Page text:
Logo link to homepage

Global Volcanism Program | Image GVP-04923

Calbuco is one of the most active volcanoes of the southern Chilean Andes.  The isolated volcano rises to 2003 m south of Lake Llanquihue, which is visible at the upper right.  The summit ridge (center) of the volcano is the remnant of an older volcano that collapsed during the late Pleistocene and produced a 3 cu km debris avalanche that reached the lake.  Subsequent eruptions generated andesitic lava flows, breccias, and tuffs that filled the scarp and were subsequently topped by an historical lava-dome complex (right center). Photo by Hugo Moreno (University of Chile).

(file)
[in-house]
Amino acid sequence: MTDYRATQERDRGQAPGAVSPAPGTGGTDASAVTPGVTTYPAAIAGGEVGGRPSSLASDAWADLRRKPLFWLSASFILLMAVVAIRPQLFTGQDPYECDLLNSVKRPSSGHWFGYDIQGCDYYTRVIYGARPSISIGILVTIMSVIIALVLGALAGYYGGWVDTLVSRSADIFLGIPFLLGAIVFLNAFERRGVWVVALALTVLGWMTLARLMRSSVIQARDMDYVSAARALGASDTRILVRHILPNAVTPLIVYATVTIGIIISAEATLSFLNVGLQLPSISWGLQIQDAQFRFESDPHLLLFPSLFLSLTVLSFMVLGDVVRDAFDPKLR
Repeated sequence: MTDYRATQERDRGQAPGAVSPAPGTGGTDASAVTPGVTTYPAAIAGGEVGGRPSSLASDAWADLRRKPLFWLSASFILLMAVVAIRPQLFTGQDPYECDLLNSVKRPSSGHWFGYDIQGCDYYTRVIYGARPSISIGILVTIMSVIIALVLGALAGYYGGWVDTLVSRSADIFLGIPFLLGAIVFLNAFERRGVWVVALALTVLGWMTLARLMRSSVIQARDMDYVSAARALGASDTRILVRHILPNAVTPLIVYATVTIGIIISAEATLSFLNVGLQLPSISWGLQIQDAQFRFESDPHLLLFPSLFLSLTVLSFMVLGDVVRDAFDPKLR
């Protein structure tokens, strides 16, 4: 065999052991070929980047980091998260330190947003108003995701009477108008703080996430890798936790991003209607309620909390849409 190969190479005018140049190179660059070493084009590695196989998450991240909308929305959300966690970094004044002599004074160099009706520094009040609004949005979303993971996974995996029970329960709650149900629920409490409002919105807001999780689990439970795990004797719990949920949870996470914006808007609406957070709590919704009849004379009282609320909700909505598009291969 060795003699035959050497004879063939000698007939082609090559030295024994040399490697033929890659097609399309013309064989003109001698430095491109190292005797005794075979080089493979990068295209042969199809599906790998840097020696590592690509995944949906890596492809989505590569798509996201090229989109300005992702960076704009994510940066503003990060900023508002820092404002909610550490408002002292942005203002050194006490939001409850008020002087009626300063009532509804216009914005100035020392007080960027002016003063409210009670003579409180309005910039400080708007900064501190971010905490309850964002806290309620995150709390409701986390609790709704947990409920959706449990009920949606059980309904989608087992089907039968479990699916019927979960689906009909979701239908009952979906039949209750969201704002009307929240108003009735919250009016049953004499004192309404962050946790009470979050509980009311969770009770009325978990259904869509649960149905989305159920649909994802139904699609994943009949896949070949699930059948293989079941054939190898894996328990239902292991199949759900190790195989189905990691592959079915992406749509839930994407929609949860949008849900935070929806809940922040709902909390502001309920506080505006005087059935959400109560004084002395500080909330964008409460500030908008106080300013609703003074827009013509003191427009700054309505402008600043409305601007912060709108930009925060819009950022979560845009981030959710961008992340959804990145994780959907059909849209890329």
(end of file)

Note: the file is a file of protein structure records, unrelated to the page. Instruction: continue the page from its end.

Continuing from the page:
Calbuco is one of the most active volcanoes of the southern Chilean Andes. The isolated volcano rises to 2003 m south of Lake Llanquihue, which is visible at the upper right. The summit ridge (center) of the volcano is the remnant of an older volcano that collapsed during the late Pleistocene and produced a 3 cu km debris avalanche that reached the lake. Subsequent eruptions generated andesitic lava flows, breccias, and tuffs that filled the scarp and were subsequently topped by an historical lava-dome complex (right center).

Photo by Hugo Moreno (University of Chile).


Calbuco